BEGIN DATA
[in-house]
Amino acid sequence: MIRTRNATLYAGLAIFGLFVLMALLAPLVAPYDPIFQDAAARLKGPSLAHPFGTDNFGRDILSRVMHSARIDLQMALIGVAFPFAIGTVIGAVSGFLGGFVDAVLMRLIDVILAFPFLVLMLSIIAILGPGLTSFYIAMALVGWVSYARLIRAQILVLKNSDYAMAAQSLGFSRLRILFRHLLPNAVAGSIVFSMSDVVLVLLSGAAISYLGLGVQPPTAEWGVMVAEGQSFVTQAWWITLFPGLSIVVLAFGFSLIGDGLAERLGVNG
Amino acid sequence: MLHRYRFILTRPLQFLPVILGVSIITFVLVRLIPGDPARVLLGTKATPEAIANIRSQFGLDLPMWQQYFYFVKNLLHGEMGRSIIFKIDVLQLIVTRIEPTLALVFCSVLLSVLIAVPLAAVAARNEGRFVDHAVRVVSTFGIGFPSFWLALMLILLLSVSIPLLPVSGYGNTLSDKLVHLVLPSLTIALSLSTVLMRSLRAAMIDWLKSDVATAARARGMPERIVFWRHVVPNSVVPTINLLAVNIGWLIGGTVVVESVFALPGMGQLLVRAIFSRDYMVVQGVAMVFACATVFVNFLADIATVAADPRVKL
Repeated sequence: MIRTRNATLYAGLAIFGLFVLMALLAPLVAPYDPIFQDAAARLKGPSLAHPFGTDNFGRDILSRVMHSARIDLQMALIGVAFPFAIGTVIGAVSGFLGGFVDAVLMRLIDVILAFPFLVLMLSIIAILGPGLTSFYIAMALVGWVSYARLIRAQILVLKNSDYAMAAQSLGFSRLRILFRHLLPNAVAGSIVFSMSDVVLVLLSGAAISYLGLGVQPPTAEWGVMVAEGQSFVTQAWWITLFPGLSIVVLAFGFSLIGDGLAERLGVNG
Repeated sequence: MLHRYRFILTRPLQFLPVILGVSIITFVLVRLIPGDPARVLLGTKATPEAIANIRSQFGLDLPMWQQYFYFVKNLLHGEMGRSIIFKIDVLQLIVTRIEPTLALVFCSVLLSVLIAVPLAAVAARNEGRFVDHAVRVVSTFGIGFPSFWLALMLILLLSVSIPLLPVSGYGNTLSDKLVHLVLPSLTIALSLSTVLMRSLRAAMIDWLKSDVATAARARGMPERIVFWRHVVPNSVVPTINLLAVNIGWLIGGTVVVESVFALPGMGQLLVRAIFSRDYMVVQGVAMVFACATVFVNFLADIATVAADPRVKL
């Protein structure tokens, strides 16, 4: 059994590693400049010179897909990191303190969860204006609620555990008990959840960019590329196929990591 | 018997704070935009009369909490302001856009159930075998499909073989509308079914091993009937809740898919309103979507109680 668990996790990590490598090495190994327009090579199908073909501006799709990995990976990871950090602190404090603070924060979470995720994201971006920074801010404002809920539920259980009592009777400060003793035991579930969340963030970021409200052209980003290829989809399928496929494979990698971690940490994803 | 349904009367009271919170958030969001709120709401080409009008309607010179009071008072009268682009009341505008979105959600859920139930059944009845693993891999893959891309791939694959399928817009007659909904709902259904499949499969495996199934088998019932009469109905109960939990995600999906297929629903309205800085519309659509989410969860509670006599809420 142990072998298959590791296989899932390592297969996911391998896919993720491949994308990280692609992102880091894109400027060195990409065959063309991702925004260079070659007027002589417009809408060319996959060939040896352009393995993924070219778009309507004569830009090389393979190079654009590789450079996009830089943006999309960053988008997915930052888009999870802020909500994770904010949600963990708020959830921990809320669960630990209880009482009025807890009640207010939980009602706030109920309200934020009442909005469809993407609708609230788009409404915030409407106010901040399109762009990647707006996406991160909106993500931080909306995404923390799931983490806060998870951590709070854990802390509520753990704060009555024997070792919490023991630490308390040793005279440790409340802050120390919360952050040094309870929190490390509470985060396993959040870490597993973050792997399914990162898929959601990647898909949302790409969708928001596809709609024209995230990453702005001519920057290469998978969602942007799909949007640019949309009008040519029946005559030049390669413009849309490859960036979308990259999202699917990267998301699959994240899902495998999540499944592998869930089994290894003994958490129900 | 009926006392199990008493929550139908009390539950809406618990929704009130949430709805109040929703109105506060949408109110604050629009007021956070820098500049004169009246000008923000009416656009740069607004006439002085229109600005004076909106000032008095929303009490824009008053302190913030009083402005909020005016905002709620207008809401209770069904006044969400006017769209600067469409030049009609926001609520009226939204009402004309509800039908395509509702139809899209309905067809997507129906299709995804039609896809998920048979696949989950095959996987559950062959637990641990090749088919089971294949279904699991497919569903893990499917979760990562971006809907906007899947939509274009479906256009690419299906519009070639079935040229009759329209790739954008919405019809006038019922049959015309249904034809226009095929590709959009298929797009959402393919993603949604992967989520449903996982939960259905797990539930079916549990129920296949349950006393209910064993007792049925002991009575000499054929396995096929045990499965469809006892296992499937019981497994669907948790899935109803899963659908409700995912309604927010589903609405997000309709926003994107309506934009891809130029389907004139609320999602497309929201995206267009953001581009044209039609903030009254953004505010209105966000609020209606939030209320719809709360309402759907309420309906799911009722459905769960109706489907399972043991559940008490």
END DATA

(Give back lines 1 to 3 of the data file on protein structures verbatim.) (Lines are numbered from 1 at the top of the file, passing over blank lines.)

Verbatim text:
[in-house]
Amino acid sequence: MIRTRNATLYAGLAIFGLFVLMALLAPLVAPYDPIFQDAAARLKGPSLAHPFGTDNFGRDILSRVMHSARIDLQMALIGVAFPFAIGTVIGAVSGFLGGFVDAVLMRLIDVILAFPFLVLMLSIIAILGPGLTSFYIAMALVGWVSYARLIRAQILVLKNSDYAMAAQSLGFSRLRILFRHLLPNAVAGSIVFSMSDVVLVLLSGAAISYLGLGVQPPTAEWGVMVAEGQSFVTQAWWITLFPGLSIVVLAFGFSLIGDGLAERLGVNG
Amino acid sequence: MLHRYRFILTRPLQFLPVILGVSIITFVLVRLIPGDPARVLLGTKATPEAIANIRSQFGLDLPMWQQYFYFVKNLLHGEMGRSIIFKIDVLQLIVTRIEPTLALVFCSVLLSVLIAVPLAAVAARNEGRFVDHAVRVVSTFGIGFPSFWLALMLILLLSVSIPLLPVSGYGNTLSDKLVHLVLPSLTIALSLSTVLMRSLRAAMIDWLKSDVATAARARGMPERIVFWRHVVPNSVVPTINLLAVNIGWLIGGTVVVESVFALPGMGQLLVRAIFSRDYMVVQGVAMVFACATVFVNFLADIATVAADPRVKL